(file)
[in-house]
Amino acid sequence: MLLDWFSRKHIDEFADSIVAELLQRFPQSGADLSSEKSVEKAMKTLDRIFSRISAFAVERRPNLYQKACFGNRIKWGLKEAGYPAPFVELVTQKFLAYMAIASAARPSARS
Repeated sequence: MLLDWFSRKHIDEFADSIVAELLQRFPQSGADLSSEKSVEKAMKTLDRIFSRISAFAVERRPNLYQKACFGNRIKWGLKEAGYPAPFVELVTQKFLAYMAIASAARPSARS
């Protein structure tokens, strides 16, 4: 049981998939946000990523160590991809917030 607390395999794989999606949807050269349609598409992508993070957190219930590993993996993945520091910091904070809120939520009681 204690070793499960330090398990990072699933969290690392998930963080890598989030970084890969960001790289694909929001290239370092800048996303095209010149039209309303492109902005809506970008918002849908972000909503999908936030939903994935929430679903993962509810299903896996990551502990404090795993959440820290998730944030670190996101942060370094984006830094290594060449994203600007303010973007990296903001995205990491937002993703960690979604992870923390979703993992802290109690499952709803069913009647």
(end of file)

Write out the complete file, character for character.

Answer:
[in-house]
Amino acid sequence: MLLDWFSRKHIDEFADSIVAELLQRFPQSGADLSSEKSVEKAMKTLDRIFSRISAFAVERRPNLYQKACFGNRIKWGLKEAGYPAPFVELVTQKFLAYMAIASAARPSARS
Repeated sequence: MLLDWFSRKHIDEFADSIVAELLQRFPQSGADLSSEKSVEKAMKTLDRIFSRISAFAVERRPNLYQKACFGNRIKWGLKEAGYPAPFVELVTQKFLAYMAIASAARPSARS
């Protein structure tokens, strides 16, 4: 049981998939946000990523160590991809917030 607390395999794989999606949807050269349609598409992508993070957190219930590993993996993945520091910091904070809120939520009681 204690070793499960330090398990990072699933969290690392998930963080890598989030970084890969960001790289694909929001290239370092800048996303095209010149039209309303492109902005809506970008918002849908972000909503999908936030939903994935929430679903993962509810299903896996990551502990404090795993959440820290998730944030670190996101942060370094984006830094290594060449994203600007303010973007990296903001995205990491937002993703960690979604992870923390979703993992802290109690499952709803069913009647």